Exploring Local Water

The Wandering Gants’ journal for the week of July 12, 2020 coming to you from the Hood Canal area, Washington State.

Thank You, Water

I start this journal entry with gratitude to the Waters of the world, especially North Creek where I was raised and Hood Canal where I currently live. Thank you. I appreciate you. I’m grateful for the life you give us.

The Waters of the Salish Sea

I was thrilled, this week, to be able to explore so many different places with access to water. We’re currently parked on Hood Canal, which is a long, narrow fjord in Puget Sound – the lower part of the Salish Sea.

For those who aren’t aware, the Pacific Ocean flows partially into the Strait of Juan de Fuca, which separates Canada from Washington. The sea continues on, splitting north to the Straight of Georgia in Canada and south to Puget Sound in Washington with many additional waterways branching off from those. The Salish Sea includes all of these larger and smaller waterways.

Hood Canal and Puget Sound

Point Whitney

Point Whitney (this entries featured image above) is a couple of miles from us and includes a Washington State Shellfish Laboratory. The Lab’s focus seems to be on seeding local shellfish as well as monitoring things like water temperatures, invasive species, etc. The beach is very popular for harvesting oysters and clams – so popular that a large portion of the beach is covered in oyster shells.

It’s a decent walking beach as long as you’re careful around the oyster shells. Wear shoes you can get wet because you’ll be walking through or jumping across small streams that connect the lagoon with the sea. The view out to the water and beyond is gorgeous as usual in the area. Behind you, though, are the buildings for the lab. It looks like they’ve made a proposal for improvements, so things could change in the next few years. Just keep your eyes on the water for now. It’s not hard. 😉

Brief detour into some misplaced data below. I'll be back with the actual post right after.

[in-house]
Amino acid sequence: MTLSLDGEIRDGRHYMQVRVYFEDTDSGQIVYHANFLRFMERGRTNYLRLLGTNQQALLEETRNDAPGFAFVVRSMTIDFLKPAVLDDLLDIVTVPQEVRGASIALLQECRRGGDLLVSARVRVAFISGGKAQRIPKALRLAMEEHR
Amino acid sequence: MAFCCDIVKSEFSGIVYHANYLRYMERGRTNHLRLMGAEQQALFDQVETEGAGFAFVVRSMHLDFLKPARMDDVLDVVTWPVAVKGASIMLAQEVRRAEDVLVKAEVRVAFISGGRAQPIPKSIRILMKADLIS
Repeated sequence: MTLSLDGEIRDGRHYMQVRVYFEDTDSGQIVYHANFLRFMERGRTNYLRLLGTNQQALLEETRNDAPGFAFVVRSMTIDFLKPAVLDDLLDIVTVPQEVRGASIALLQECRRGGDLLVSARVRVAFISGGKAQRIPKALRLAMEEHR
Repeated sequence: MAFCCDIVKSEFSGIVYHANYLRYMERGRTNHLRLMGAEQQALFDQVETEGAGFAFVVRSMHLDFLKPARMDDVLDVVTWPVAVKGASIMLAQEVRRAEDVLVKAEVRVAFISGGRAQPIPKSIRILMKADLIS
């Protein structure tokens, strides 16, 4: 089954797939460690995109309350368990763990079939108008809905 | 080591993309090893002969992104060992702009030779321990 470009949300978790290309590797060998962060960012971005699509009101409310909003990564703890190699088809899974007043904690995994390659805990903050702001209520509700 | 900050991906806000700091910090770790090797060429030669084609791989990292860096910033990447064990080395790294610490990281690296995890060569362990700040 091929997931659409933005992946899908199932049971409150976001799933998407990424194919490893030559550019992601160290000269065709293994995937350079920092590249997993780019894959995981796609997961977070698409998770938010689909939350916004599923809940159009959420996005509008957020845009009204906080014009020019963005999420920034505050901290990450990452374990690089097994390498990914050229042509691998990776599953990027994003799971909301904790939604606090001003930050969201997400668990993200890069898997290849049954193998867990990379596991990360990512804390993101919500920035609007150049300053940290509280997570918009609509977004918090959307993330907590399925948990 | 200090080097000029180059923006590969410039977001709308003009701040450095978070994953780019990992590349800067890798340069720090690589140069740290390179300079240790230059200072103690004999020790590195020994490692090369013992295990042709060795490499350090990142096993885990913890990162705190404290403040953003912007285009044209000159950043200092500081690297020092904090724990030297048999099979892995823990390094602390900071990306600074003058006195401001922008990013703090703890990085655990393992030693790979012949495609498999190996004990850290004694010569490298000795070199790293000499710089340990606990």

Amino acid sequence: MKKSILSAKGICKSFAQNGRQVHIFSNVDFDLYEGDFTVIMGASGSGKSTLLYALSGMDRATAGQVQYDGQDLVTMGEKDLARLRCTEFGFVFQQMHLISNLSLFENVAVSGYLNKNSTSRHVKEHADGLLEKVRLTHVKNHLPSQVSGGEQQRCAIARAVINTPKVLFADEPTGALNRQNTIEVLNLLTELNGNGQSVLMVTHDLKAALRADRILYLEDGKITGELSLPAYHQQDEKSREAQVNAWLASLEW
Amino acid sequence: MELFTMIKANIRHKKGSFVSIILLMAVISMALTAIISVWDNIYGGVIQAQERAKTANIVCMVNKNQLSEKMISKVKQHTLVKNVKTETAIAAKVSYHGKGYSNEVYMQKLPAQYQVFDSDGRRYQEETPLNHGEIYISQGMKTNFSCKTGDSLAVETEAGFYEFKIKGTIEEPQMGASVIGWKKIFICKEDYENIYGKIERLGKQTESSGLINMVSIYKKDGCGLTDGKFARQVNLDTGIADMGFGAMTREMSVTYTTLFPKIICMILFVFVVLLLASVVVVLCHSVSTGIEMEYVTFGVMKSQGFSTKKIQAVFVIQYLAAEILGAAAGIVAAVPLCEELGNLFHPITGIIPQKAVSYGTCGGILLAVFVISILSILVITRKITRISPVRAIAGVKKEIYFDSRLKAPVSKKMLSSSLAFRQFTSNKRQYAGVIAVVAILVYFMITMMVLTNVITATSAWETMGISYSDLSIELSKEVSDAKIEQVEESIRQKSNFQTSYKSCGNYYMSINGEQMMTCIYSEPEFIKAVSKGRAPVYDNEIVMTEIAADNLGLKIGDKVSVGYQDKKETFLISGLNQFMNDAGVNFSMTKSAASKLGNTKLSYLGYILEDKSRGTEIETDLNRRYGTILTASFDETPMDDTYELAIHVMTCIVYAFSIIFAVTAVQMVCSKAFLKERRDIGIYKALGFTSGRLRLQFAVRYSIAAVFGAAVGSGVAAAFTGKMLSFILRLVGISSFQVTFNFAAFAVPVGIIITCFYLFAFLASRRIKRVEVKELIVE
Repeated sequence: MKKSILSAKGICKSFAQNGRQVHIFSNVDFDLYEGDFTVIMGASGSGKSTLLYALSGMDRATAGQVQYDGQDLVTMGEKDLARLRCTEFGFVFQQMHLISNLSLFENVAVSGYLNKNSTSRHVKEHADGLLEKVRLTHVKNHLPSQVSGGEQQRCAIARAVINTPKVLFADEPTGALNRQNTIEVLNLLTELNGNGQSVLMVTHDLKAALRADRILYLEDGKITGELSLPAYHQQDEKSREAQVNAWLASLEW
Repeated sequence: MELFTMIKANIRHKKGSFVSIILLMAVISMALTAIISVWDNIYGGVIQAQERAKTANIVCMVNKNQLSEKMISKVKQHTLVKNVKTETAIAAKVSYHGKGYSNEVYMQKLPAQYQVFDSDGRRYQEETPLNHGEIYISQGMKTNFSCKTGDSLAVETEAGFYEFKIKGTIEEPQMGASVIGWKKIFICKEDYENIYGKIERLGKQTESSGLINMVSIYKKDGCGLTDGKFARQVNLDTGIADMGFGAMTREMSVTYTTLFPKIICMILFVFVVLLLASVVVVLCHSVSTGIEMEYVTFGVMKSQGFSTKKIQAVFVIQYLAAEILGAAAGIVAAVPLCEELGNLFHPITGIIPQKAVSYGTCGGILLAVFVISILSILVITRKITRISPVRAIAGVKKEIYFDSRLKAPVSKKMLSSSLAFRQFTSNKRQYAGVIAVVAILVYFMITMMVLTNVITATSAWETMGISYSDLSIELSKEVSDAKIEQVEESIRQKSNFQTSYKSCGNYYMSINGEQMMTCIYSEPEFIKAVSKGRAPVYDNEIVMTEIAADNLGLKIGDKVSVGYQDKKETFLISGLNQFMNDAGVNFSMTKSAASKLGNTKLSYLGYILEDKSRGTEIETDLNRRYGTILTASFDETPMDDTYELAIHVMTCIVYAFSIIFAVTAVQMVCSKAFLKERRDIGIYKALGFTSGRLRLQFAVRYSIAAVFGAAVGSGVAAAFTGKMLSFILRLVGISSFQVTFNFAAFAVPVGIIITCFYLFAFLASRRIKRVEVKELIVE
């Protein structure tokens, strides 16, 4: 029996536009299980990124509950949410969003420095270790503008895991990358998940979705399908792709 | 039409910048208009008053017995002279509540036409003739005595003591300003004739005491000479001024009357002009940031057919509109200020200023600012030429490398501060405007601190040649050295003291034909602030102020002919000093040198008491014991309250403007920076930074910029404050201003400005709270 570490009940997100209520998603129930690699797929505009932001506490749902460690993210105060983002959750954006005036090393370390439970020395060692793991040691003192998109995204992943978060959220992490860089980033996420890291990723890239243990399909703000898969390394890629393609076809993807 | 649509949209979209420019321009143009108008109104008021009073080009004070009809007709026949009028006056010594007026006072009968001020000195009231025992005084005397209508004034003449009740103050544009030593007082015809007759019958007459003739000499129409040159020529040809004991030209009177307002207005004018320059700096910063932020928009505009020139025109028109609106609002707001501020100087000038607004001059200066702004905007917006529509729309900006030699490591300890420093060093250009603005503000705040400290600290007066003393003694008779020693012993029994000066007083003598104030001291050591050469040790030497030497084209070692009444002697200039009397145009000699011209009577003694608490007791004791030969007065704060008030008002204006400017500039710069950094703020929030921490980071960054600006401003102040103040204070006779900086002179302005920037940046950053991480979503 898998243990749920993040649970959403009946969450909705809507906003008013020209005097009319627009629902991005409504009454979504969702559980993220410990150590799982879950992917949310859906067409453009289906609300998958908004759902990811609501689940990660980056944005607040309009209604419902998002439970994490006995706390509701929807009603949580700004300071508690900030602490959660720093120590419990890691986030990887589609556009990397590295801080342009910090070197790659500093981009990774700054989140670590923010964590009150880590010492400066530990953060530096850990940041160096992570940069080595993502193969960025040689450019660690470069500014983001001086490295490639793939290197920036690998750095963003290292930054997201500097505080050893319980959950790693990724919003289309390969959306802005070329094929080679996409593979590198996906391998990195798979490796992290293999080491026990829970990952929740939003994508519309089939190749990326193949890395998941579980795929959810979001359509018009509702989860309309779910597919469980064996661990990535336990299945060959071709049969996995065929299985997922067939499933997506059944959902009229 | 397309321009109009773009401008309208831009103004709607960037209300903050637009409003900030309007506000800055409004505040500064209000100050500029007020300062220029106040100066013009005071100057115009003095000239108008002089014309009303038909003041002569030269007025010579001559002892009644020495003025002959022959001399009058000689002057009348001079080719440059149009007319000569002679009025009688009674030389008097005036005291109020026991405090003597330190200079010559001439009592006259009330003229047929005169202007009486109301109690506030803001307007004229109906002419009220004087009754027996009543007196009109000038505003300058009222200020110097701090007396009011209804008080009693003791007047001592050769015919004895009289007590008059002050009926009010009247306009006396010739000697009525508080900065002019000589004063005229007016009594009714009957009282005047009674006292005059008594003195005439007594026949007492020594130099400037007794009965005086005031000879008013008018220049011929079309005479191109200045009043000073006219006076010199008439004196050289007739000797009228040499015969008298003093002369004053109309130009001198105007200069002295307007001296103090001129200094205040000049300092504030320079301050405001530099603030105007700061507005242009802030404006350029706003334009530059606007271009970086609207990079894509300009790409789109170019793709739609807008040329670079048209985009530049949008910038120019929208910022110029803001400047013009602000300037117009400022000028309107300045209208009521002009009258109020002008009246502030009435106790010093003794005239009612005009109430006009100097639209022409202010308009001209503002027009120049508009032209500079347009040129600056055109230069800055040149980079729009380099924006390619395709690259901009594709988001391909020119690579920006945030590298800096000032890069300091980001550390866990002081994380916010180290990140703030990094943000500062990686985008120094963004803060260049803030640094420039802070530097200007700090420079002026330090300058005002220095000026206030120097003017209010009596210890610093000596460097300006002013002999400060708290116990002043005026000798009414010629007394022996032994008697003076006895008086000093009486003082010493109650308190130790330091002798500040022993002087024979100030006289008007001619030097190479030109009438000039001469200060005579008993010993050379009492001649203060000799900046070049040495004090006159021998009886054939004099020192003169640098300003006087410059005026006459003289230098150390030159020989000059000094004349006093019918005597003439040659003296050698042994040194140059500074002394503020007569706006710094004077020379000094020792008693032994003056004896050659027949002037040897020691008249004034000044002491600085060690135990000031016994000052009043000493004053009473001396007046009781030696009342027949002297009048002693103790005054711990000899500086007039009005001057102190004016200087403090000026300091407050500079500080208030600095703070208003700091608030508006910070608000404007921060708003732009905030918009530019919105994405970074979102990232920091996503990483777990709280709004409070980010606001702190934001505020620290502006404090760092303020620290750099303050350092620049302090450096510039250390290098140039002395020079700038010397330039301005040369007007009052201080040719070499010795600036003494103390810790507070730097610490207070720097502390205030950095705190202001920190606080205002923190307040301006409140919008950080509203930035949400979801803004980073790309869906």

Mt Walker and Its Amazing Water Views

Another day, we drove up to Mt Walker, which is only about 2800 feet above sea level; but offers gorgeous views of the Puget Sound and Mt Rainier. This day was a bit hazy as you can see, but just imagine it on a clear day.

View of Mt Rainier from Mt Walker with Hood Canal, Puget Sound, and tree-covered land intermixed.
View of Mt Rainier from Mt Walker

The drive up to the view point at Mt Walker was about four miles of bumpy gravel. My neck was not happy with me the next few days, but I survived and the view was worth it. The south side view point (above) has a short ADA trail from the parking area through trees and salal to a small spot on a bluff. There you can sit on the single bench and hang out for a bit. The north side view point has a short, non-ADA but still easy, trail to its bluff overlooking Seattle and the surrounding areas up to Mt Baker (which looked more like a cloud through all the haze.) We were very glad that we’d sprayed ourselves with bug spray before the first view point. While there weren’t any noticeable insects on the south side, the north view had lots of mosquitoes and biting flies. We didn’t stay long even with the bug spray on.

Walking to Water